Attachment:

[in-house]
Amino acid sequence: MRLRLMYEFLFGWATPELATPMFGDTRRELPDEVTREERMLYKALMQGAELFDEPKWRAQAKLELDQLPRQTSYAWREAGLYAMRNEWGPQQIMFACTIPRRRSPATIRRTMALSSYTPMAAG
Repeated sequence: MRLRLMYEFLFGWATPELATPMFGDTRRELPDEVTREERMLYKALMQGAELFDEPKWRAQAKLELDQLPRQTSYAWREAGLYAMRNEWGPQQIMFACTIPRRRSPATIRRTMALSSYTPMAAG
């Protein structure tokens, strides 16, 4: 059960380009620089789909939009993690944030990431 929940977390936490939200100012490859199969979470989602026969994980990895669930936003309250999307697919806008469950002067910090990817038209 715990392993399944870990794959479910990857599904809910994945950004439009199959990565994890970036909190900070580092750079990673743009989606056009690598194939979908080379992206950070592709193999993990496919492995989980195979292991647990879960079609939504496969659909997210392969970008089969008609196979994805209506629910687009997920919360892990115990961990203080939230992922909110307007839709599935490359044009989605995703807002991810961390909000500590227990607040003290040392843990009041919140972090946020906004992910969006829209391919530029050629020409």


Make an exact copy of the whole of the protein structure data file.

[in-house]
Amino acid sequence: MRLRLMYEFLFGWATPELATPMFGDTRRELPDEVTREERMLYKALMQGAELFDEPKWRAQAKLELDQLPRQTSYAWREAGLYAMRNEWGPQQIMFACTIPRRRSPATIRRTMALSSYTPMAAG
Repeated sequence: MRLRLMYEFLFGWATPELATPMFGDTRRELPDEVTREERMLYKALMQGAELFDEPKWRAQAKLELDQLPRQTSYAWREAGLYAMRNEWGPQQIMFACTIPRRRSPATIRRTMALSSYTPMAAG
């Protein structure tokens, strides 16, 4: 059960380009620089789909939009993690944030990431 929940977390936490939200100012490859199969979470989602026969994980990895669930936003309250999307697919806008469950002067910090990817038209 715990392993399944870990794959479910990857599904809910994945950004439009199959990565994890970036909190900070580092750079990673743009989606056009690598194939979908080379992206950070592709193999993990496919492995989980195979292991647990879960079609939504496969659909997210392969970008089969008609196979994805209506629910687009997920919360892990115990961990203080939230992922909110307007839709599935490359044009989605995703807002991810961390909000500590227990607040003290040392843990009041919140972090946020906004992910969006829209391919530029050629020409």